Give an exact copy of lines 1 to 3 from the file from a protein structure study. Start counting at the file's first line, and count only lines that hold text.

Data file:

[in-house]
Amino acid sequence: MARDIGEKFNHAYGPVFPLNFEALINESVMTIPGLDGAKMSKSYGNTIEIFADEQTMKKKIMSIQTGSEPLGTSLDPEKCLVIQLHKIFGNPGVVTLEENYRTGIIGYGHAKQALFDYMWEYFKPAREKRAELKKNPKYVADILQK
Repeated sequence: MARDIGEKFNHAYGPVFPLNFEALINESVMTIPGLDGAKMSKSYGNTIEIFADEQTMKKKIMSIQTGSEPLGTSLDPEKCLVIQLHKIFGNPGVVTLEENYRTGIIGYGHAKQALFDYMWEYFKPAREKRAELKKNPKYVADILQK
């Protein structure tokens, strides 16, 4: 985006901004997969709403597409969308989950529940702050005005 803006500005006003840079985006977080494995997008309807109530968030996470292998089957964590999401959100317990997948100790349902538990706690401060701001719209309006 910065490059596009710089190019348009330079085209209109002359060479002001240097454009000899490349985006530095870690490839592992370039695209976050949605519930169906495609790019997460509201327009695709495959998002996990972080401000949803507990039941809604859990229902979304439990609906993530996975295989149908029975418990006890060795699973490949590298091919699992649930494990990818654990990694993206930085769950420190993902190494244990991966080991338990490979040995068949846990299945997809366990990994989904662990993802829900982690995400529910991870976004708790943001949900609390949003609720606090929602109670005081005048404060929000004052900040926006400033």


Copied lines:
[in-house]
Amino acid sequence: MARDIGEKFNHAYGPVFPLNFEALINESVMTIPGLDGAKMSKSYGNTIEIFADEQTMKKKIMSIQTGSEPLGTSLDPEKCLVIQLHKIFGNPGVVTLEENYRTGIIGYGHAKQALFDYMWEYFKPAREKRAELKKNPKYVADILQK
Repeated sequence: MARDIGEKFNHAYGPVFPLNFEALINESVMTIPGLDGAKMSKSYGNTIEIFADEQTMKKKIMSIQTGSEPLGTSLDPEKCLVIQLHKIFGNPGVVTLEENYRTGIIGYGHAKQALFDYMWEYFKPAREKRAELKKNPKYVADILQK